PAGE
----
The earliest known Tingle in America was Thomas Tingle. May 11 marked the 153rd anniversary of his enlistment in the Confederate Army. He was 34 at the time and served almost the entirety of the war. He only broke once to bury his first wife, with whom he raised five children. He remarried after the war to a lady named Permelia and had four more children by 1870. After she passed in the late 1870s, Thomas remarried a third time, this time to Louisa. Together, they had six children before she passed in 1916.
By the time Thomas passed at 94, he welcomed to the world 15 children and outlived all three wives. He also tragically buried three of those children — a pain no parent should suffer.
Vera Lee’s findings include Thomas’s obituary. The headline reads, “The Death Angle Came.” The body reads, “Uncle Tom lived a devoted life to his family, his neighbors, his country and his God … Uncle Tom was for three-fourths of a century a devoted member of the church and put his religion and church ahead of other things. He looked on the church as his family and called them as his children for he had lived with them all their lives, had talked to them about their souls interest.”
“We all feel we have lost a father. Uncle Tom not only loved and appreciated his neighbors, but they were thoughtful of him; often called to see him and talked with him which was a pleasure to both he and them.”
“His friends ‘capped the climax’ the day of his burial by making up a nice sum of money to put a tombstone to his grave, ‘Acts speaks louder than words.'”
The words on Thomas’s tombstone are words I live by to this day. I do my best to follow through on everything I say I’m going to do. Sometimes I fail. But failure happens in life and it’s a waste to get hung up on it.
Just observe the pain Thomas endured in his nearly 100 years on Earth — death, destruction, uncertainty and he faced it all with love.
There’s a picture of Thomas within the first few pages of Vera Lee’s research. It shows an elderly man, all legs, seated in a chair in front of an old barn with a lean-to. His right ankle rests over his left knee showing a flash of sock. His right hand is propped on a cane. A neatly trimmed white beard frames his high cheekbones — a signature trait that runs through the Tingle family to this day. I guess it’s in our nature to smile all the time.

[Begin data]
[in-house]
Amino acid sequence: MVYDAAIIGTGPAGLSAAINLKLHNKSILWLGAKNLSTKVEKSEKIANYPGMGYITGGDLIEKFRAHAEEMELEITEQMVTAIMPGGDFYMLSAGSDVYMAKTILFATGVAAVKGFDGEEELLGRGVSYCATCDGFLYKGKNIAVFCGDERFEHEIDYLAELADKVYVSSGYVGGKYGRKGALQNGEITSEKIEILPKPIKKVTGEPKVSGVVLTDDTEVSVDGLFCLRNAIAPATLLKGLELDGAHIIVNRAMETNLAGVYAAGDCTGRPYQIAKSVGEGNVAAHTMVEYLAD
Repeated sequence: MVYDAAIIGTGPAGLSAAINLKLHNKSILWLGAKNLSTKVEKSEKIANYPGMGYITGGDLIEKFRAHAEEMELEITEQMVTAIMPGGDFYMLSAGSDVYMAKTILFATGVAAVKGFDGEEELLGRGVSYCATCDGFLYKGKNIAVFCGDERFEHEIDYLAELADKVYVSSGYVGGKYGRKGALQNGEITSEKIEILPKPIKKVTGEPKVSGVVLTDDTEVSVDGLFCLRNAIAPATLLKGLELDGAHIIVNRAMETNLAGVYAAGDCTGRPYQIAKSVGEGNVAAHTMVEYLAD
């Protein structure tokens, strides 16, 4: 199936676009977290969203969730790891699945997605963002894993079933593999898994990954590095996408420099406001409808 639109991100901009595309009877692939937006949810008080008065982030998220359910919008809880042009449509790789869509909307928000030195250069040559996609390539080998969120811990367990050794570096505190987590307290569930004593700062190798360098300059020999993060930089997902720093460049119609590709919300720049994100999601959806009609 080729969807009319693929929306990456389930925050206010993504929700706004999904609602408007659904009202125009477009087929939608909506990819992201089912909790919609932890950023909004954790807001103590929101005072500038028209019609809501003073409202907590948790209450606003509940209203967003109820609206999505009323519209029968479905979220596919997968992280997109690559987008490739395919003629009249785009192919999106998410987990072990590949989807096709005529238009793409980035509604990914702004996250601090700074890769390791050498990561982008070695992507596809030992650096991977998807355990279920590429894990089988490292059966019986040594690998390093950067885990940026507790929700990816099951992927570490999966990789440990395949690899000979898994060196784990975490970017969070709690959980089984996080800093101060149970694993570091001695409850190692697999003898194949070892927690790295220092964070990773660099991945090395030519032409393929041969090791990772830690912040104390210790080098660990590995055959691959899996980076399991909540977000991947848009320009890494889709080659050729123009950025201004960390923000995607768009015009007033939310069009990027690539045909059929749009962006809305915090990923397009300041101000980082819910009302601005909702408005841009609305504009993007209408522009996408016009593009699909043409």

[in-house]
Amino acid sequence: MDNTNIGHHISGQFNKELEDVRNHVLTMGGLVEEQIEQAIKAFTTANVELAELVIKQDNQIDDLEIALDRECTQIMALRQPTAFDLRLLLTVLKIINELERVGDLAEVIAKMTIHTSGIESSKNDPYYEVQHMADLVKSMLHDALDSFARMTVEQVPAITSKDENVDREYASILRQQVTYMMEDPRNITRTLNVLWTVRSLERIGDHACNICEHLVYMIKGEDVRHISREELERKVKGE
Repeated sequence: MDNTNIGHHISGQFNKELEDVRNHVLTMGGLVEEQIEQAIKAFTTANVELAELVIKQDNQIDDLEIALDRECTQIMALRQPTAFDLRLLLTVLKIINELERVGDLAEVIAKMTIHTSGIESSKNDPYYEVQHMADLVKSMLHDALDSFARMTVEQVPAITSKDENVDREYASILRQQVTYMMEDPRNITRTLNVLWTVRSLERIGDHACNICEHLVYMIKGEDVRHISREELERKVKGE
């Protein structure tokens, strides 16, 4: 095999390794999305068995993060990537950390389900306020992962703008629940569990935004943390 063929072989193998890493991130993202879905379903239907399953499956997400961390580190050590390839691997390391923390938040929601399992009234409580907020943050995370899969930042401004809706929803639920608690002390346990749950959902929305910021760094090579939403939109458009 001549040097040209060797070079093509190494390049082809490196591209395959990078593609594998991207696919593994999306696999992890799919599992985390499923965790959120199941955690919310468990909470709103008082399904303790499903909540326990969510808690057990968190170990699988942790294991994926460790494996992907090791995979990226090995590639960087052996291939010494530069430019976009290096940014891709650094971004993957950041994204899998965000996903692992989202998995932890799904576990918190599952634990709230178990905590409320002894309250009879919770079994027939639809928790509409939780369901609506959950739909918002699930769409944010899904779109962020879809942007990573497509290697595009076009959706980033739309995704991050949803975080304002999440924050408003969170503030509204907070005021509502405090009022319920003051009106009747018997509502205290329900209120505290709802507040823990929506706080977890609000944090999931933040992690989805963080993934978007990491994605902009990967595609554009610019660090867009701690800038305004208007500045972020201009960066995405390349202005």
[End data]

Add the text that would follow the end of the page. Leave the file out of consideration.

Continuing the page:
My grandparents Wilkins and Elva Tingle played a huge part in my raising. I learned my ABCs and how to tie my shoes from Wilkins. My first word was “Beagle” because they had a few on their three-acre spread along with blueberry bushes, pear trees, hives of honeybees and a full garden of homegrown veggies. Grandpa called me Susie and they never spent money on anything they couldn’t afford. Dad lost Wilkins in 2003. Before he passed, they spent the day together cutting grass with grandpa’s oxygen tank hanging off the back of his riding lawn mower.
We just celebrated Elva’s 94th birthday. In 2011, we surprised her with custom frames made of repurposed wood from their first farmhouse outside of Memphis. It’s now an ancient ruin of the South with vegetation overtaking the family home. The place is a stone’s throw away from Woodland Hills Country Club where my parents first met, got engaged and had their wedding reception in August, 1979.
Mirolüb was one man away from death. World War II was ending and Hitler had ordered the Nazis to mass execute all prisoners at various work camps, in particular, at Dachau, where my papou was imprisoned. A trench of bodies and another prisoner waiting his turn separated him from his fate. Mirolüb looked up at God in heaven, and said, “This is not my end.”
A shot fired killing the man in front of my papou, and he fell with the dead, pretending to be hit. Once night fell, Mirolüb escaped to the woods where he found a rescue camp of other escapees and conscientious objectors seeking shelter on the run. When they heard the enemy approaching they moved. After the war, Mirolüb lived a few years in Nuremberg before immigrating to the U.S. through Ellis Island. He settled in Hot Springs, Arkansas where he worked as a tailor at a men’s clothier. He met a spitfire of a Greek woman named Sophia Katsivalas at a local diner. She had earned a degree in English before she left Greece to escape World War II — a very rare feat for those times.
The two fell in love, married and moved to Memphis where they had my mom, Lorrie. While yia yia (Greek for grandmother) was recovering from the birth, papou filled out the paperwork for the birth certificate.